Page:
Davidzon: Absolutely. And there are many such people and there’s a lot of culture that’s neither Soviet nor traditionally Ukrainian in any kind of sense.
Nahaylo: So if I understand you right, you’re giving a voice to the political nation that’s being born?
Davidzon: The civic nationalists.
Nahaylo: The civic nationals as opposed to the ethno-centric ones involved.
Davidzon: That’s exactly right I’ve no patience with ethnic nationalism of kind of any sort. I never liked that. I’m really attracted to the cosmopolitan aspect of contemporary Ukrainian culture as is developing where everyone’s bilingual and everyone is starting to learn English. The most interesting things here are taking place in art and in fashion and in literature.
Nahaylo: Right. Now it’s also very interesting — and I would say significant — that you call it the Odessa Review and not the Kyiv Review or the Kharkiv Review. Why Odessa?
Davidzon: Well first of all, my base is there in terms of my family and my reporting. I lived there for a long time and I love Odessa, it’s a fantastic town and it is this place of fabled cosmopolitanism. So if a new Ukraine will work as its supposed to, or as we’ve been promised, or as we’ve promised ourselves that it will work, and I hope it does work — and I’ll do my best just as many other people are doing their best to make it work — its going to look like Odessa. Which is to say multiethnic, cosmopolitan, forward-looking with ties to the outside world, with ties to all these other ethnic diasporas who help out and they come back, and they have a very interesting tradition in terms of remittances, and coming back and keeping kind of mentality.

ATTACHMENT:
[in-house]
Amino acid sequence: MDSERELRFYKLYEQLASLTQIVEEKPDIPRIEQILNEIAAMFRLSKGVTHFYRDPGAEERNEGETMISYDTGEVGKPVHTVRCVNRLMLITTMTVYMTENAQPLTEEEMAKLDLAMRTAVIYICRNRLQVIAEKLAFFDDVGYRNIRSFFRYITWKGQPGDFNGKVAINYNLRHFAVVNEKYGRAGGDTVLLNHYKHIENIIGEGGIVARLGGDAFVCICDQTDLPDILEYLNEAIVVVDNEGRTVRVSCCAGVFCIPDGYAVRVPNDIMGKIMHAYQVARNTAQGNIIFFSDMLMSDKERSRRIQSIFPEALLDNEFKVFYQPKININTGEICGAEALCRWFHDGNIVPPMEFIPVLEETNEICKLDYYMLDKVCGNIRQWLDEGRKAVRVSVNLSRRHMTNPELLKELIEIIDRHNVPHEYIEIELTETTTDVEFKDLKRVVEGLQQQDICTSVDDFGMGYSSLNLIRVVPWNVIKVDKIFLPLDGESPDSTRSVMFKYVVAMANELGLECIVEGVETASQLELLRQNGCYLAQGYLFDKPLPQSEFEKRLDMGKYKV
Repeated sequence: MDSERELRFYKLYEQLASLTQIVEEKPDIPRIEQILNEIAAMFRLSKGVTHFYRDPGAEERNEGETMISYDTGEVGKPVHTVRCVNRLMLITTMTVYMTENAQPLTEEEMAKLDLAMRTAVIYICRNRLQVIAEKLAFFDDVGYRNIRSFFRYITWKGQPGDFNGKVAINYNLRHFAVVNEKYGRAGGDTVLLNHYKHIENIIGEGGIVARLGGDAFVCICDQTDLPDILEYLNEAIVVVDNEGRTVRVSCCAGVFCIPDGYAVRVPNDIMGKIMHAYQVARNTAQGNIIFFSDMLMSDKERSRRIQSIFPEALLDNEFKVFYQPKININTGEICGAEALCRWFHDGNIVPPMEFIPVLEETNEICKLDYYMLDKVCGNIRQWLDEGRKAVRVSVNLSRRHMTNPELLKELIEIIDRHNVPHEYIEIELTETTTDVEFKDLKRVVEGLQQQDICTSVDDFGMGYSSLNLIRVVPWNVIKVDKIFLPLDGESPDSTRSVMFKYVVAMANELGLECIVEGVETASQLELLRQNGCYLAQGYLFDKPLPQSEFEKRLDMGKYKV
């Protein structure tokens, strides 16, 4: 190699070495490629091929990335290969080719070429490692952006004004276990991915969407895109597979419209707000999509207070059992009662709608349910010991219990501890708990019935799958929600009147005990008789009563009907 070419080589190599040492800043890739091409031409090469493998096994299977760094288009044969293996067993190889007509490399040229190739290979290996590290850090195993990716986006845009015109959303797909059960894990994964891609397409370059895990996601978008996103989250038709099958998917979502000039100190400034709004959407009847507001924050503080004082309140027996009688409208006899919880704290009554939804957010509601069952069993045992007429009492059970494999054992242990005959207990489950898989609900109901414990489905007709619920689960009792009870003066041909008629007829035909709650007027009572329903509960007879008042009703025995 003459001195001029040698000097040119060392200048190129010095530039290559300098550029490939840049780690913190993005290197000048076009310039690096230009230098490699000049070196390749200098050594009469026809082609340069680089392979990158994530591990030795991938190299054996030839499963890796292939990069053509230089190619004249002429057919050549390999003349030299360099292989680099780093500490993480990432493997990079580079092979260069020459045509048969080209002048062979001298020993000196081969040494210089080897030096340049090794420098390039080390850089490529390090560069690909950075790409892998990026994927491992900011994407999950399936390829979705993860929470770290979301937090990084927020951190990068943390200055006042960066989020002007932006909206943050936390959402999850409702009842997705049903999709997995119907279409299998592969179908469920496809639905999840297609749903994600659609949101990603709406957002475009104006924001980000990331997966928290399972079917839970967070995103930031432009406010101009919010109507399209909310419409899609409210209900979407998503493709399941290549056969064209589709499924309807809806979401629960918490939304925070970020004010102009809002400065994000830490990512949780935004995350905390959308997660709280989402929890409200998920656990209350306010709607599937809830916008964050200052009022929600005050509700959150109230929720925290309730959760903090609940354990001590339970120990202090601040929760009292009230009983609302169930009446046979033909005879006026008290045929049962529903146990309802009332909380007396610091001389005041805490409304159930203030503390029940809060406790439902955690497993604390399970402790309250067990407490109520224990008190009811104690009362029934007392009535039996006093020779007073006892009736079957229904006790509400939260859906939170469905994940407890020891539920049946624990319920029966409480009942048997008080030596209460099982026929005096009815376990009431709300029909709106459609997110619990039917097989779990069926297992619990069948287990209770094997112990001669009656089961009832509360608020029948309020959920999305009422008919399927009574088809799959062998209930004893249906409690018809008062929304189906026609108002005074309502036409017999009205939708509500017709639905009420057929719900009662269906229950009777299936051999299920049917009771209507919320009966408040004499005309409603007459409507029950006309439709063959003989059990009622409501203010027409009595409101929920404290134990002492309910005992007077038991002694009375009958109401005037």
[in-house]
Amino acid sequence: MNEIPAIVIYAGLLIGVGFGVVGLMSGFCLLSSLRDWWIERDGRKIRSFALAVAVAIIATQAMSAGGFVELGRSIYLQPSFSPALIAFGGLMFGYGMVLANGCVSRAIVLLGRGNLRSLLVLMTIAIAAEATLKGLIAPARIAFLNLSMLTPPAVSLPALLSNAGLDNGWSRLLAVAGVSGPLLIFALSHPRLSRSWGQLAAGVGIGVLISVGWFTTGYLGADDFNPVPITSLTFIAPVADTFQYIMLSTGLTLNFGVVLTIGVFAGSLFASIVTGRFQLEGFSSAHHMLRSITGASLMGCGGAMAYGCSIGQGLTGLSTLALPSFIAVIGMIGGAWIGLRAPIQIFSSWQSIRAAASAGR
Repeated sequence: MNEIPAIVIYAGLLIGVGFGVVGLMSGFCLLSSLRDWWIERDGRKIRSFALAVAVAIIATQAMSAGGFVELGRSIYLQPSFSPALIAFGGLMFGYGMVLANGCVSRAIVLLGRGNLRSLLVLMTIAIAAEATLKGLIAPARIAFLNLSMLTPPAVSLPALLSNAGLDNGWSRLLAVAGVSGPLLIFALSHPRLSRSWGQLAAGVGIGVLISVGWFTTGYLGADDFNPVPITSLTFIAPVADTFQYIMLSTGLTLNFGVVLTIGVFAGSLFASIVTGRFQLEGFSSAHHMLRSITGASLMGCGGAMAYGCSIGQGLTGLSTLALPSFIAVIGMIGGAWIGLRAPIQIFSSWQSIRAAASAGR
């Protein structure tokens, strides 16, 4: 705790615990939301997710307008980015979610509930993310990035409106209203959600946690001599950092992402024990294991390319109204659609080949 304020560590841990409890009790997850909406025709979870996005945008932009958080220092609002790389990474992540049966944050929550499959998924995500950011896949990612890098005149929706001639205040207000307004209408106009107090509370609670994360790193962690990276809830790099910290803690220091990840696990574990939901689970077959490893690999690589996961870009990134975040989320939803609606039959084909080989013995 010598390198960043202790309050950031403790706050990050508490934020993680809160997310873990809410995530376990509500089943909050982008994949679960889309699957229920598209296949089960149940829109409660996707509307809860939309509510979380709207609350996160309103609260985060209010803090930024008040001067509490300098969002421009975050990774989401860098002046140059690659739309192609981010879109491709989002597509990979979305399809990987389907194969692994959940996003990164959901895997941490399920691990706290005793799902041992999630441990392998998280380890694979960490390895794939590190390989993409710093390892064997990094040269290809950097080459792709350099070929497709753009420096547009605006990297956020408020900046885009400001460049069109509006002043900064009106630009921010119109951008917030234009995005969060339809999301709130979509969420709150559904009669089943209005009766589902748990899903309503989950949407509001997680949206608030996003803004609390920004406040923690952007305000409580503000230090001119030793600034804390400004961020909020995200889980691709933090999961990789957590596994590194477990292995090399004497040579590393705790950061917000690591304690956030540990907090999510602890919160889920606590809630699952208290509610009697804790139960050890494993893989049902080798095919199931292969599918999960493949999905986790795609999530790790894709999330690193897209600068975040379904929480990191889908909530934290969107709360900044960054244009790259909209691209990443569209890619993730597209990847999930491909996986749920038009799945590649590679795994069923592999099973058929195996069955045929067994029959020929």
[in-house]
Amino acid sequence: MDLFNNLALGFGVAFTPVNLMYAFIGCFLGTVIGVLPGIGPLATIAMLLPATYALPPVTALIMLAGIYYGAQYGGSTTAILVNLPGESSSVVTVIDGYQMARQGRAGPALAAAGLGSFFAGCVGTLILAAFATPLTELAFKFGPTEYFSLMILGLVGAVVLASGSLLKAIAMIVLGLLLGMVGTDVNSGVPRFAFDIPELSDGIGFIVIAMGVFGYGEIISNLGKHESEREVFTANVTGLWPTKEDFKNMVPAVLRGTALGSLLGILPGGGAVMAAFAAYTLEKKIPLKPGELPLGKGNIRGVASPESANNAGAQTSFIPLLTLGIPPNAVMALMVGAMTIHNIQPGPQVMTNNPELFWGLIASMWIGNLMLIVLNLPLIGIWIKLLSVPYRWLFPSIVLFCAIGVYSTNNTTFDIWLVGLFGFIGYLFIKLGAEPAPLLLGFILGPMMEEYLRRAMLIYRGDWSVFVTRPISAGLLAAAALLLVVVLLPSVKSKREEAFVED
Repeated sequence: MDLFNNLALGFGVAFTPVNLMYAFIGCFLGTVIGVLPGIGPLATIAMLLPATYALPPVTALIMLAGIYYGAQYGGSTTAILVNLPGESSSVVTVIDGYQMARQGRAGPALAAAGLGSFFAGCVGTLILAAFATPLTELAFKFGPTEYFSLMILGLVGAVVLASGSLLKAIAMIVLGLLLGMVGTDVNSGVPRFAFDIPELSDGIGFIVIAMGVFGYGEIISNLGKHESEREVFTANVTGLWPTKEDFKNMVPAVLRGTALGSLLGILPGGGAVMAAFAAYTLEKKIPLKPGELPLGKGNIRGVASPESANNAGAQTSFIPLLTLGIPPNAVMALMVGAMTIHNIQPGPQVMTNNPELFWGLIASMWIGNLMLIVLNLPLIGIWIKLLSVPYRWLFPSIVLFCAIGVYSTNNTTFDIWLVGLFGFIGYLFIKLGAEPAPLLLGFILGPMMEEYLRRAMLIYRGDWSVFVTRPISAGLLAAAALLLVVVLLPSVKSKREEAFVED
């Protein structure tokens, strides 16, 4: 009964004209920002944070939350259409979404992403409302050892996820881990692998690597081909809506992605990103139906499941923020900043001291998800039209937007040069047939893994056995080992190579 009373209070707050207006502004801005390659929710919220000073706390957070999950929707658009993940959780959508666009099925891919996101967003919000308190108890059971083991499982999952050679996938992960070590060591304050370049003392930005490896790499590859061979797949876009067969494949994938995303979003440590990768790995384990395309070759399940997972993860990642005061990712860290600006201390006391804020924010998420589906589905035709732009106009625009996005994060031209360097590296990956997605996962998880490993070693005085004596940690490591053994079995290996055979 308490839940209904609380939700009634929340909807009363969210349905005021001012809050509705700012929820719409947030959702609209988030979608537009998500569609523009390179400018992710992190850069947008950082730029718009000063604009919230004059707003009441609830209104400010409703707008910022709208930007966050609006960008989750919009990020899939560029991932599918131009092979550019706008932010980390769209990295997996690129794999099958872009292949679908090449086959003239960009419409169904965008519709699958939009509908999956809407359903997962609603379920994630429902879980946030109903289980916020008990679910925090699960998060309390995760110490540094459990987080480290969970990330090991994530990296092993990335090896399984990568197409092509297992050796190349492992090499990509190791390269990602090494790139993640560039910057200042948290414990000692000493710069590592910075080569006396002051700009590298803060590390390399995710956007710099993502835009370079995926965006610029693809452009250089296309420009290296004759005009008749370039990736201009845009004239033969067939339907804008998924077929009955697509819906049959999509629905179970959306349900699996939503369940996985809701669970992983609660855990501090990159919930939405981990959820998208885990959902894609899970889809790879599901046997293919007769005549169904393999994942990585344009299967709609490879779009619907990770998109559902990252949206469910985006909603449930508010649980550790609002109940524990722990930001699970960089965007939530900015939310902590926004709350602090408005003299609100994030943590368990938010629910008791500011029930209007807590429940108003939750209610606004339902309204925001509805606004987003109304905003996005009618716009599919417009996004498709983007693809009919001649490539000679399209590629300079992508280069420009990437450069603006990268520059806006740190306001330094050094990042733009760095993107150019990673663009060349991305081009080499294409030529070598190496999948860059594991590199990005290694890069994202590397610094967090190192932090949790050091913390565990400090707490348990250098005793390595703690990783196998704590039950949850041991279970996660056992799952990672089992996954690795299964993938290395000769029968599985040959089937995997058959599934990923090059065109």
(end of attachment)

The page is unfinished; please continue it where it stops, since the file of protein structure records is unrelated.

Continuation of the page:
Nahaylo: A sort of cultural Porto Franco.
Davidzon: Exactly right.